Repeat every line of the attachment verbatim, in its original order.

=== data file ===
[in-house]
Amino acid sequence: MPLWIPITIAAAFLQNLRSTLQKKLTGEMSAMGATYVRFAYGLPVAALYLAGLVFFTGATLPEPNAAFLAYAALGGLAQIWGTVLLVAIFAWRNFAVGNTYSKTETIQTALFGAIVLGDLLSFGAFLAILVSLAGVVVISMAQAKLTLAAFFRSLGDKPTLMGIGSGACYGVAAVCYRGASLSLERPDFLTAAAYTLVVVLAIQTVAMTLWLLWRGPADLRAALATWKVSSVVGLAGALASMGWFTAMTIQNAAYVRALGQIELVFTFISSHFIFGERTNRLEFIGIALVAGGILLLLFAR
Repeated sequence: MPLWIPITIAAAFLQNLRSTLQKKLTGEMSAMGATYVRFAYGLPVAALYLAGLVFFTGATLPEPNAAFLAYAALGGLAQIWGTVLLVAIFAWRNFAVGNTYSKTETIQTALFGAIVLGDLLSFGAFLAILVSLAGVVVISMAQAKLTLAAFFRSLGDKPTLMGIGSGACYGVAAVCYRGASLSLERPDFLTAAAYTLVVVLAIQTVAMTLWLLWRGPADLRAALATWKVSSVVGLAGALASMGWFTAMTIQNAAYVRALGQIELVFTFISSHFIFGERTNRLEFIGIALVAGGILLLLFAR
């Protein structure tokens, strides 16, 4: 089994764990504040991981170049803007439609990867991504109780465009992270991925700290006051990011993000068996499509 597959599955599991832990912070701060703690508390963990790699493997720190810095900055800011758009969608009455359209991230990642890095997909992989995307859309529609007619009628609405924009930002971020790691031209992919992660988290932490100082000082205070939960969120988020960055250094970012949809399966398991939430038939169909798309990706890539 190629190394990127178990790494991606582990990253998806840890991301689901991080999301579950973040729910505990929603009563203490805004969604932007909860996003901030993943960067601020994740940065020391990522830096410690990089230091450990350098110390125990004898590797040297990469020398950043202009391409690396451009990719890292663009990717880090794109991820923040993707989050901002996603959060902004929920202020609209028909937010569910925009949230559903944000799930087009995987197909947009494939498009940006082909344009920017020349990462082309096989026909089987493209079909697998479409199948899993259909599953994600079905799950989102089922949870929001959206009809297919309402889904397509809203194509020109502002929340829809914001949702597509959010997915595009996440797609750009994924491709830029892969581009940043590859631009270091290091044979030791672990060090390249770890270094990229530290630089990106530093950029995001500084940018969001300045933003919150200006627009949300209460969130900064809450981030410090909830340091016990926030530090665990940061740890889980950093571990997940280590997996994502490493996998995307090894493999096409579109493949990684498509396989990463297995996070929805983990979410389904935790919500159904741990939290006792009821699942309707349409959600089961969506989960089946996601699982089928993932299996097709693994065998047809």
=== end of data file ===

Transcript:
[in-house]
Amino acid sequence: MPLWIPITIAAAFLQNLRSTLQKKLTGEMSAMGATYVRFAYGLPVAALYLAGLVFFTGATLPEPNAAFLAYAALGGLAQIWGTVLLVAIFAWRNFAVGNTYSKTETIQTALFGAIVLGDLLSFGAFLAILVSLAGVVVISMAQAKLTLAAFFRSLGDKPTLMGIGSGACYGVAAVCYRGASLSLERPDFLTAAAYTLVVVLAIQTVAMTLWLLWRGPADLRAALATWKVSSVVGLAGALASMGWFTAMTIQNAAYVRALGQIELVFTFISSHFIFGERTNRLEFIGIALVAGGILLLLFAR
Repeated sequence: MPLWIPITIAAAFLQNLRSTLQKKLTGEMSAMGATYVRFAYGLPVAALYLAGLVFFTGATLPEPNAAFLAYAALGGLAQIWGTVLLVAIFAWRNFAVGNTYSKTETIQTALFGAIVLGDLLSFGAFLAILVSLAGVVVISMAQAKLTLAAFFRSLGDKPTLMGIGSGACYGVAAVCYRGASLSLERPDFLTAAAYTLVVVLAIQTVAMTLWLLWRGPADLRAALATWKVSSVVGLAGALASMGWFTAMTIQNAAYVRALGQIELVFTFISSHFIFGERTNRLEFIGIALVAGGILLLLFAR
């Protein structure tokens, strides 16, 4: 089994764990504040991981170049803007439609990867991504109780465009992270991925700290006051990011993000068996499509 597959599955599991832990912070701060703690508390963990790699493997720190810095900055800011758009969608009455359209991230990642890095997909992989995307859309529609007619009628609405924009930002971020790691031209992919992660988290932490100082000082205070939960969120988020960055250094970012949809399966398991939430038939169909798309990706890539 190629190394990127178990790494991606582990990253998806840890991301689901991080999301579950973040729910505990929603009563203490805004969604932007909860996003901030993943960067601020994740940065020391990522830096410690990089230091450990350098110390125990004898590797040297990469020398950043202009391409690396451009990719890292663009990717880090794109991820923040993707989050901002996603959060902004929920202020609209028909937010569910925009949230559903944000799930087009995987197909947009494939498009940006082909344009920017020349990462082309096989026909089987493209079909697998479409199948899993259909599953994600079905799950989102089922949870929001959206009809297919309402889904397509809203194509020109502002929340829809914001949702597509959010997915595009996440797609750009994924491709830029892969581009940043590859631009270091290091044979030791672990060090390249770890270094990229530290630089990106530093950029995001500084940018969001300045933003919150200006627009949300209460969130900064809450981030410090909830340091016990926030530090665990940061740890889980950093571990997940280590997996994502490493996998995307090894493999096409579109493949990684498509396989990463297995996070929805983990979410389904935790919500159904741990939290006792009821699942309707349409959600089961969506989960089946996601699982089928993932299996097709693994065998047809």